Spreadsheets can be password-protected, but users are either locked out of the file or are able to view and edit all fields. This doesn’t enable multiple levels of authority — what if you want a user to be able to view some pieces of data, but not others? If users change the data, there’s no way to determine what changes were made, when they happened, or who made them. These files are also often shared via email, which can be easy for a third-party to intercept and access. Finally, if something happens to the computer or server the file is stored on, the data may not be recoverable.

Paper files are even more unsecured. They can be easily misplaced, intercepted, or damaged beyond repair. You shouldn’t keep crucial risk data in such a temporary format: it’s a risk in and of itself.

If you’re not confident that your system is keeping your information safe, it’d be wise to change how you manage risk. A better system can significantly lower the chances of a data breach.

5. You can’t properly store historical data

One of the greatest issues with Excel spreadsheets is their inability to store historical data in an easily accessible way. Often, fields are erased and replaced with new data, removing the possibility of analysis. You could build massive spreadsheets or multiple versions, but that only creates its own problems when attempting to build reports.

Paper files have the opposite issue: there is often so much historical data that it becomes impossible to process and pull out what is actually useful.

Data is never static, and improper management reduces your ability to identify trends. The result is difficulty predicting future losses and protecting the organization against them.

If you’re seeing similar issues in your organization, think about changing how you manage risk. Data management systems will allow you to store massive amounts of data in an organized, analyzable fashion.

6. You have a lack of real-time data

Data is critical for decision-making. This is particularly true for risk management, where multiple internal and external factors have significant impacts and change very quickly.

The best decisions come from the most current data — ideally data that is updated in real-time as situations change.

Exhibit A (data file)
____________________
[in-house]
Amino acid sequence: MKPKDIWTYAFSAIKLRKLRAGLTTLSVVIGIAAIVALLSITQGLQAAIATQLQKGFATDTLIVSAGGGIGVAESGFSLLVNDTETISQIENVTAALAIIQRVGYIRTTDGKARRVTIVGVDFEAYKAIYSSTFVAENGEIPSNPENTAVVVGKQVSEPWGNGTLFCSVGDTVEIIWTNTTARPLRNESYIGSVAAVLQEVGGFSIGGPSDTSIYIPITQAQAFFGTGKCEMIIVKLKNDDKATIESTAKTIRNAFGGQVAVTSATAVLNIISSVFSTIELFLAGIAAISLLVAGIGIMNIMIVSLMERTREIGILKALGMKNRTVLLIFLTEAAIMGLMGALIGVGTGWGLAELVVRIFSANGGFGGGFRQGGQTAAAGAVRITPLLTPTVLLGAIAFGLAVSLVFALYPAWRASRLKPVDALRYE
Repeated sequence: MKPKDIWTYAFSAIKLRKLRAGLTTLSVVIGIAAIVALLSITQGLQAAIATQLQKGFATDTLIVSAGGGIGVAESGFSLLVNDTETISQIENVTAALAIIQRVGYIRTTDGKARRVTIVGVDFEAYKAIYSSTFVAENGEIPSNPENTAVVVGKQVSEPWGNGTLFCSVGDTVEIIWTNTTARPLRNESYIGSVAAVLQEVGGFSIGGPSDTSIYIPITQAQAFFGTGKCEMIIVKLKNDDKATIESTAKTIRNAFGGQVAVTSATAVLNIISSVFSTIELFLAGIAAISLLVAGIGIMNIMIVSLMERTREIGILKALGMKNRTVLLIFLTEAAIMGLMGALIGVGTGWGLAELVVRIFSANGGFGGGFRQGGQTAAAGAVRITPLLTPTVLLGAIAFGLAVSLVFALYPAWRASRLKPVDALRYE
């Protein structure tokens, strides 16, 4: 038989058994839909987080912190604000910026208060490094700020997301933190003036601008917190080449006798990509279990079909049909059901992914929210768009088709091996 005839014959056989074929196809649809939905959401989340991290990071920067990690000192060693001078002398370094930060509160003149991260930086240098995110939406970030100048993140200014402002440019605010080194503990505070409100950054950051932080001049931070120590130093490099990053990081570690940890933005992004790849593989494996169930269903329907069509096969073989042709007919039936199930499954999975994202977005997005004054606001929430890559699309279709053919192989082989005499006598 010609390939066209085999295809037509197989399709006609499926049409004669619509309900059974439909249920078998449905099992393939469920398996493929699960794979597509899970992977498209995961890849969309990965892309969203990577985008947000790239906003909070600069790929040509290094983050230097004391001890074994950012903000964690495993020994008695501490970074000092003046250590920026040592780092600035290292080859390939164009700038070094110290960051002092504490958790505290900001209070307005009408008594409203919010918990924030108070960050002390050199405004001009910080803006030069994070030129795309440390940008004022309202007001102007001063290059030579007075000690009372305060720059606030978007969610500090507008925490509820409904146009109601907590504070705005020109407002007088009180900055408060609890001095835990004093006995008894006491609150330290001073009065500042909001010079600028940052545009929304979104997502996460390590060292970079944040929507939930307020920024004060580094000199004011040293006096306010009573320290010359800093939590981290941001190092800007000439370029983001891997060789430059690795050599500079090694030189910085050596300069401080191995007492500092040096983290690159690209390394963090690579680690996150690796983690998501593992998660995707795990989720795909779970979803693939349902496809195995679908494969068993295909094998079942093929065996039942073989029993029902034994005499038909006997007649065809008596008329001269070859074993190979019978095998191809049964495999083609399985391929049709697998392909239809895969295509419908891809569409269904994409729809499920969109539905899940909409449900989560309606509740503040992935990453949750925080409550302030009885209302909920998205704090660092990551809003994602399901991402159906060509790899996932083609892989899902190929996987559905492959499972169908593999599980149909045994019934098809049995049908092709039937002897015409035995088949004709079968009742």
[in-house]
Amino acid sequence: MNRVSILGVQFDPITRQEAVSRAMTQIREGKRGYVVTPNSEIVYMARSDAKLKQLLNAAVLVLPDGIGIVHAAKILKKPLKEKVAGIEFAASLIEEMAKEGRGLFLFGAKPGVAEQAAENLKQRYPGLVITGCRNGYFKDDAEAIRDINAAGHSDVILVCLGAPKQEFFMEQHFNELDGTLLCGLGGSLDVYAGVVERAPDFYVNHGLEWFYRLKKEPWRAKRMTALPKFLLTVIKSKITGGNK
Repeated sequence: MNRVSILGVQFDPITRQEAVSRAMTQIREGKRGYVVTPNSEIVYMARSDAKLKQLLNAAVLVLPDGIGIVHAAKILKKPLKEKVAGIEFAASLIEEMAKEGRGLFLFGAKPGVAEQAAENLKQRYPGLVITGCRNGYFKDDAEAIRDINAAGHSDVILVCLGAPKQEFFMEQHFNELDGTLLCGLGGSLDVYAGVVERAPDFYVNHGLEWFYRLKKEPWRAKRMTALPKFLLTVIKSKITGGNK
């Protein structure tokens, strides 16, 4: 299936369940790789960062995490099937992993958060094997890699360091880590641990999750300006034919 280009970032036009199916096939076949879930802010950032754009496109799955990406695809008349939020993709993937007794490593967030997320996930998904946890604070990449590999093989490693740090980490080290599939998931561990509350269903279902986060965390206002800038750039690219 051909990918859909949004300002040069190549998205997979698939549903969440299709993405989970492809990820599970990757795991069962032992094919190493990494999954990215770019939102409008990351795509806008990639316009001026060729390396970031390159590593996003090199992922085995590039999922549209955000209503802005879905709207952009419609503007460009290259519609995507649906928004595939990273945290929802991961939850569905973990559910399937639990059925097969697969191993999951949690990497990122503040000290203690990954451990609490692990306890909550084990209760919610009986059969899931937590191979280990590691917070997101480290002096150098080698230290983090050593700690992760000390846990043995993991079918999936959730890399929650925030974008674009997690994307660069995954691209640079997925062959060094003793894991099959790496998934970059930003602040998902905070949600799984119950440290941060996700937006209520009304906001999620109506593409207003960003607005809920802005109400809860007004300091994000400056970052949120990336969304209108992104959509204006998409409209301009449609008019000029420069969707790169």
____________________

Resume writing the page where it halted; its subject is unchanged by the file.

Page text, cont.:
However, real-time data can be difficult to access. Paper files and Excel spreadsheets require employees to find time in their busy schedule for data entry, which may not happen for hours or days after an incident takes place. You could make a decision based on your most recent version of a document, not realizing that recent changes are not reflected in the data.

The decision, then, will be based on out-of-date information. This may not have a significant impact in some scenarios, but could be devastating in others. For example, if you make a strategic decision based on the amount of claims costs you’ve incurred in the last quarter, not knowing that the system hasn’t been updated to include the biggest loss to date, your strategy may not be successful.

If your risk decisions are hindered by not having access to real-time data, you need to change how you manage risk. With the latest systems, data is regularly refreshed and you can even get automatic notifications when new data appears.

7. Some of your data is irregular

When employees manually fill in forms or spreadsheets, there’s bound to be irregularities. For example, one employee may write dates as day/month/year while another uses year/month/day. Similarly, some may enter “Ontario”, others “ON”, or if the employee was in a hurry, even “Otnario”. Think you’re immune to these issues? Think again: a study found that up to 88% of spreadsheets have errors, and it’s time-consuming and difficult for employees to identify and fix them.

Another issue is the irregular naming of files. A common challenge is searching for a file only to realize it’s one of 20 named “Untitled Document”. Employees may also give a file a unique name and then forget it, making it difficult to recover.

These inconsistencies are irritating to employees, make data hard to find, and create inaccurate reports. If you’re trying to run a report on the cost of claims in Ontario, for instance, but the search doesn’t pull in data for claims marked “ON”, the result could be completely incorrect.

If you’re experiencing a lot of irregularities in your system, it might be a good idea to change the you manage risk. New systems enable drop-down selection fields and authenticated data entry to eliminate this problem.